A man was found dead two days after an extra-alarm fire Saturday morning in the South Side Washington Park neighborhood.
The fire was first reported at 6:45 a.m. Saturday in a building in the 5800 block of South Prairie, according to Chicago Fire Department Cmdr. Walter Schroeder. It was upgraded to a second alarm at 7:01 a.m.
The fire caused extensive damage to one building and also spread to an adjacent building, Schroeder said. It took more than four hours for crews to completely extinguish the fires.
The fire department was aware that one man who stayed in the building had not been seen since the blaze, Fire Media Affairs Director Larry Langford said Tuesday morning.
A meeting had been scheduled for noon Monday between the insurance company, the city’s Department of Buildings and the building owner to decide what to do about the structure.
However, about 7:30 a.m. Monday, the fire rekindled and the body of a man in his 40s was discovered in the rear of the second floor, Langford said. The area was inaccessible during previous searches, and firefighters had to shore up the building and break through a wall to reach the victim.
He was discovered underneath material, including a buckled door, Langford said.
The man remained unidentified as of Tuesday morning, according to the Cook County medical examiner’s office. An autopsy Tuesday did not rule on his cause and manner of death pending further investigation.
Five adults and three families were displaced from their homes, according to Red Cross spokeswoman Carolyn Moretti.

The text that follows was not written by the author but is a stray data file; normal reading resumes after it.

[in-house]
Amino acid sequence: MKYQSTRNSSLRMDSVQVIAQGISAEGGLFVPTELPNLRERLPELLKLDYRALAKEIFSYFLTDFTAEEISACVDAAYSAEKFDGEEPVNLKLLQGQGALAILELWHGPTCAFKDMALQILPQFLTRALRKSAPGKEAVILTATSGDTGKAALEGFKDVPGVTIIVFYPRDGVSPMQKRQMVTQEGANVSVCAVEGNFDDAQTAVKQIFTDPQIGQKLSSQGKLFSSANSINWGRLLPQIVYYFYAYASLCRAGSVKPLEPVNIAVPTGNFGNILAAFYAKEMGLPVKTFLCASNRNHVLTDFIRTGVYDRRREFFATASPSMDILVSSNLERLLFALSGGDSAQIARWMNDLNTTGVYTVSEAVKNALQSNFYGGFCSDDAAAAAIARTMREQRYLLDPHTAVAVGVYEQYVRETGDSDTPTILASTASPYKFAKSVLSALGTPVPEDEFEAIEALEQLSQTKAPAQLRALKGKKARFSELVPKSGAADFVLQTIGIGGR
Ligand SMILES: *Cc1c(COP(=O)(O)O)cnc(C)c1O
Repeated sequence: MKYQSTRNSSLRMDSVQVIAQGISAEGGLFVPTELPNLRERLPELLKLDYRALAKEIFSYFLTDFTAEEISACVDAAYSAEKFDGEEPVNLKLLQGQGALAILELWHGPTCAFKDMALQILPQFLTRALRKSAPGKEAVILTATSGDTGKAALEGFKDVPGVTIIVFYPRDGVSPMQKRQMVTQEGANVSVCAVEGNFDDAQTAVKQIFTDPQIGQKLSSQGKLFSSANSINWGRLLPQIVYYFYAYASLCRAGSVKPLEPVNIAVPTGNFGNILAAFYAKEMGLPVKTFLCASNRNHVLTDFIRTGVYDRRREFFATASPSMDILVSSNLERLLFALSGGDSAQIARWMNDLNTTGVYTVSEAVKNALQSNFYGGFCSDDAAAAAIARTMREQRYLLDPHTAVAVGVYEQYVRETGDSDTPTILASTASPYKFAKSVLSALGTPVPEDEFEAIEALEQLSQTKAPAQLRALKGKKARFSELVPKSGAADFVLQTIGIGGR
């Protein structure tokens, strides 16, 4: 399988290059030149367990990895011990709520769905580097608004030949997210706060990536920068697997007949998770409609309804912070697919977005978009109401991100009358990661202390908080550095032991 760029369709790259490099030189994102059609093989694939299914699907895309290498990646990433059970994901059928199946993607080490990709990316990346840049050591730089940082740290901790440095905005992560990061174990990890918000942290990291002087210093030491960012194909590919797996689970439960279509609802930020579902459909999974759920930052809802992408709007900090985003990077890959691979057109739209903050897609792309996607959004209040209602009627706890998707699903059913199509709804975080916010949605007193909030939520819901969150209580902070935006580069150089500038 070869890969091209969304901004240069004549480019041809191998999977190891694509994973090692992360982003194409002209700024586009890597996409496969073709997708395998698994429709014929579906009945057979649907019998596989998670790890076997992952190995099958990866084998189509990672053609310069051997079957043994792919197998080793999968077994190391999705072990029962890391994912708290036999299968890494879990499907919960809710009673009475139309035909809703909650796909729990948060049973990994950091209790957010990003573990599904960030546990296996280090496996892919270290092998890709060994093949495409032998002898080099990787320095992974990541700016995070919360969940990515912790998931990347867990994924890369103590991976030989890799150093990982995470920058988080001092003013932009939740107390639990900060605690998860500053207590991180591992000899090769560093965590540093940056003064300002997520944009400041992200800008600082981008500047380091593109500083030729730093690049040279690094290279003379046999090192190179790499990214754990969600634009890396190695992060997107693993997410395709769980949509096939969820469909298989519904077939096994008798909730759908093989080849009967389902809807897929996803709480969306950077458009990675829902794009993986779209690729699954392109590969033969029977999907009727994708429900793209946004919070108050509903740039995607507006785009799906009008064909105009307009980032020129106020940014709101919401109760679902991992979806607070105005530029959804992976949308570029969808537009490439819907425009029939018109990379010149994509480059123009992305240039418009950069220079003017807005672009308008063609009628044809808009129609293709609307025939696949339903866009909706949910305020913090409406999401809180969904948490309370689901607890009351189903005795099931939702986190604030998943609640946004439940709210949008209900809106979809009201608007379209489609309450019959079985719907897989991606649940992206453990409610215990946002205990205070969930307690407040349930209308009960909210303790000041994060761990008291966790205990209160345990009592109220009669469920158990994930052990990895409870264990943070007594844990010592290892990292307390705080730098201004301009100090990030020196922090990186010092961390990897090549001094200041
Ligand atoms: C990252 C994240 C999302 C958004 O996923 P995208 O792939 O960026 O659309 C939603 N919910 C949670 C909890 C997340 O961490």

According to Mimi Simon, spokeswoman for the Department of Buildings, it wasn’t the first fire to erupt in the vacant building this summer. It also went up in flames in late August, and will most likely be slated for demolition.
Simon said that after the second fire, “the damage is extensive and we are bidding it out as a demolition.”
City inspectors routinely check properties after a fire to determine if it can be saved. Simon said that after inspection, “It appears that we are moving forward with an emergency demolition.”
On Wednesday, Langford said the fire department was able to determine that “a human act” started the fire, but investigators were unable to determine if the fire was accidental or intentional. Langford said the investigation was turned over to the Chicago Police Department’s Bomb and Arson Unit for further investigation.
The Red Cross and Illinois Department of Human Services supplied food and shelter to the displaced residents after the fire.
The Red Cross will also provide the individuals and families with ongoing shelter “until they are able to move somewhere else or back into their homes,” Moretti said.